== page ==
Protein In Your Pregnancy Diet - Importance & Food Sources

Protein Intake During Pregnancy

Proteins are the building blocks of health in your body. Adding protein to your diet is a necessity and a daily intake of protein is even more important for pregnant women in order to help provide for the growth and development of the foetus. In order to incorporate protein into your diet, you will first need to understand the benefits it has to offer, along with the quantity of protein that you need to consume for a healthy pregnancy.

Why Is Protein Needed When Pregnant?

Every cell in your body has protein in it. Protein contains amino acids which provide these cells the structure and the ability to function effectively and also help repair the cells. During pregnancy, protein is essential to aid the normal growth and development of the baby as it promotes

  • The growth as well as repair of new and damaged tissues
  • The production of antibodies for the immune system
  • Creation of hormones and enzymes
  • Proper functioning of muscles
  • Movement of oxygen through the blood
  • Healthy birth weight in babies

A high protein diet during pregnancy is especially important during the second and the third trimesters of pregnancy as this is the time when your baby will grow at a faster pace. During this time, your organs, breasts, and body are also growing in order to accommodate and provide for the baby. A good quantity of protein can help facilitate these changes as well.

What Is the Amount of Protein Essential for Pregnant Women?

Most women require about 70 to 80 grams of protein during pregnancy, which is about 25 grams more than what you would need normally. Protein requirement in pregnancy varies based on your level of activity as well. If you are very active and engage in regular exercises, you may want to increase your protein intake to 80 to 100 grams each day.

The amount of protein required may also vary by weight. Adults usually need around 0.75 grams of protein for every kilogram that they weigh. Pregnant women will need an additional 6 grams of protein on top of this. Some women may need as little as 45 grams of protein each day, based on their body weight. You can always discuss with your gynaecologist the exact quantity of protein that you will need based on your level of activity and body weight.

While the quantity of protein is important, the quality matters too. Most doctors agree that animal protein is the best quality protein. However, if you are a vegan or vegetarian, you can get your recommended amount of amino acids from a good serving of legumes and grains.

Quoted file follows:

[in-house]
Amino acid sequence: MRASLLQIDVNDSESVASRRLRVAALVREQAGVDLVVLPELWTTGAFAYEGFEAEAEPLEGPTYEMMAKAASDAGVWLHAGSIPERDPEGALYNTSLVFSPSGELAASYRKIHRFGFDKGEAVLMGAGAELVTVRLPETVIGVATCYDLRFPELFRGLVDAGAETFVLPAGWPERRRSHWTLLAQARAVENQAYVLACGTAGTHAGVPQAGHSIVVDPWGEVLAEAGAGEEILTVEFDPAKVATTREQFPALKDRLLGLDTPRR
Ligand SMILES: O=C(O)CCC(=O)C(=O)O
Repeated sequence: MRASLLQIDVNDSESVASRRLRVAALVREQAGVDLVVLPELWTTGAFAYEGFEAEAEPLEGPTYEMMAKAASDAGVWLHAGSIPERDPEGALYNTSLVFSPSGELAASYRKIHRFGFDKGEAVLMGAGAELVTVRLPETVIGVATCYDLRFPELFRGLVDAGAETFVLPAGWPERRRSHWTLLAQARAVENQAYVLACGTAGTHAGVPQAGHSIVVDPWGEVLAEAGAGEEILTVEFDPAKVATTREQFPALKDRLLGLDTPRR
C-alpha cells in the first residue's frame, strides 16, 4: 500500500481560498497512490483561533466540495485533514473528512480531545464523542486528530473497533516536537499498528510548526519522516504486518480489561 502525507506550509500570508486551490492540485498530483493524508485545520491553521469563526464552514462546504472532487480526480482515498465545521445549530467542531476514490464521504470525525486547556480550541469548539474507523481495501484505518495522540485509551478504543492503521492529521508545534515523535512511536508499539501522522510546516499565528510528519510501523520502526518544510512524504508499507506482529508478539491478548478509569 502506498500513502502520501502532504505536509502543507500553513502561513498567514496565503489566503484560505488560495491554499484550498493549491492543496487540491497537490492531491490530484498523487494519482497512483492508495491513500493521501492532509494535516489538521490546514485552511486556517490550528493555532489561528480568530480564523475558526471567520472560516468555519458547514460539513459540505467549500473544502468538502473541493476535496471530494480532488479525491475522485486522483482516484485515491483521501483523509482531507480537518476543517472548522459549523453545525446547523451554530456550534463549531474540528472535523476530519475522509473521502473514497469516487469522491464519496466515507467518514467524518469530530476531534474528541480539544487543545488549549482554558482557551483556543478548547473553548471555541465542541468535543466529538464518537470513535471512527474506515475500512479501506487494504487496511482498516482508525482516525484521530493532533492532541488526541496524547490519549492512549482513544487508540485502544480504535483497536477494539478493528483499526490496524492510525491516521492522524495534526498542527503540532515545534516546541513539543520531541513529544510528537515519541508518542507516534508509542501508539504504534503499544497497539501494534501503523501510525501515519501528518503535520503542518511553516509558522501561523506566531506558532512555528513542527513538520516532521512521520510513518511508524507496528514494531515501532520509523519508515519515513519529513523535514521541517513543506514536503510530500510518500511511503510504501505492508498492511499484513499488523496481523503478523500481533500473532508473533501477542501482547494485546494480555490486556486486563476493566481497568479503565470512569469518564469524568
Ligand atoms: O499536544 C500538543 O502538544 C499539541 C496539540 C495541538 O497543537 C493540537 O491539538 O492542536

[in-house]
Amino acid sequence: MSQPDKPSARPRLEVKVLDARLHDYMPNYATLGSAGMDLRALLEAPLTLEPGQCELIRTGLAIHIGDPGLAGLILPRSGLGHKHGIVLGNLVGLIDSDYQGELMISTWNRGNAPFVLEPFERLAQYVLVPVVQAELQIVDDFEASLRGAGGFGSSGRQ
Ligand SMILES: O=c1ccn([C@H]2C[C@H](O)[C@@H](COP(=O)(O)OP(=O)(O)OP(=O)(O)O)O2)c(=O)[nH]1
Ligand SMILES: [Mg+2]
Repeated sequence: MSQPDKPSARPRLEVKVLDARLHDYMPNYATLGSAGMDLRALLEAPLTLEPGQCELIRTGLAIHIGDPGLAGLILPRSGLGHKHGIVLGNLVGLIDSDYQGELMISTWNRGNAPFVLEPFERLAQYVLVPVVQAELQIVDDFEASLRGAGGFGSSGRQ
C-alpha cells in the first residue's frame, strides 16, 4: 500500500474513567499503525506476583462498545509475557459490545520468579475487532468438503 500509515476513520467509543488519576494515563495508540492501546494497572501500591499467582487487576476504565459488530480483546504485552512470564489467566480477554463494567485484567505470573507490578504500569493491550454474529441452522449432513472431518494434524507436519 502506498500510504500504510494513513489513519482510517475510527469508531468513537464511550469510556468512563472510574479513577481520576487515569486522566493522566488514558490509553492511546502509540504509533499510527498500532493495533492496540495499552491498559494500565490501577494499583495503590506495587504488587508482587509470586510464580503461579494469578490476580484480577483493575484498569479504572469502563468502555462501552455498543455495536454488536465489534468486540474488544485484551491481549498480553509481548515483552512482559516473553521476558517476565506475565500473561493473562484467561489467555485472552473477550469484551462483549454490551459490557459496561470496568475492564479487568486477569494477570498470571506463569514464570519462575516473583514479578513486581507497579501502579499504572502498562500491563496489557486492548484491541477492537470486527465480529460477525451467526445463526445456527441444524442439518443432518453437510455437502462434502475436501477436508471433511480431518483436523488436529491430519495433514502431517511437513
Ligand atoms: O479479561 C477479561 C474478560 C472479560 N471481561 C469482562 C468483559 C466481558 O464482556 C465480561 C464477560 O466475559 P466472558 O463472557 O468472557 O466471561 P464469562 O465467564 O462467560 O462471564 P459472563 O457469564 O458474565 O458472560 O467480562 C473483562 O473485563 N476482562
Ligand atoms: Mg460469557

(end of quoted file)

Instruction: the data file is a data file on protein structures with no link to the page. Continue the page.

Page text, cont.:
Don’t stress about hitting the mark of protein intake each day. As long as you can manage to eat an average amount over the course of a few days, your protein intake should be sufficient.

Protein Rich Foods During Pregnancy

There are several acceptable food sources that are recommended for pregnant women.

Food source Protein content (per 100 gram)
Chicken breast without skin 32 g
Chicken eggs 12.5 g
Salmon 24.2 g
Mackerel 20.8 g
Cheddar cheese 25.4 g
Whole milk 3.3 g
Semi-skimmed milk 3.4 g
Cottage cheese 12.5 g
Peanut butter 23 g
Almonds 21.1 g
Walnuts 14.7 g
Chickpeas 8.4 g
Red lentils 7.6 g
Cooked beans 7.5 g
Oats porridge 12 g
Avocado 10 g
Yoghurt 10 g
Plain soy milk 6 g
Roasted peanuts 25 g
Tofu 8 g
Wheat germ 31 g
Quinoa 13 g
 Algae (Seaweed) 1.7 g


It is important to remember that not all fishes are safe during pregnancy. Some contain a high quantity of mercury and are best avoided as mercury may cause developmental delays in babies. Fishes like sardines and salmon have a good amount of omega 3 fatty acids in them which are ideal for neurological development in children. Small portions of fish once or twice a week are sufficient for pregnant women.

Many people also consume whey protein or protein powder for the intake of protein. While there are no studies that have been conducted to warn against their use, you will not have to rely on them for pregnancy protein intake, if you are consuming a healthy amount of protein through food sources. In case you want to make it a part of your diet, however, you can discuss the same with your doctor.

Protein is not only a great addition to your baby’s nutritional needs, but it is also equally important for you. Your body is working hard to provide for your baby and is going through a myriad of changes that require an adequate supply of energy. Proteins provide you with this energy and help you gain strength while helping promote growth in your baby. If you do not consume the required quantity of protein, you may face problems like weight loss, severe fatigue, excess water retention and infections during pregnancy. Babies that haven’t received the right amount of protein are at a higher risk of having low birth weight or developmental issues as well.

Also Read: Eating Chicken During Pregnancy

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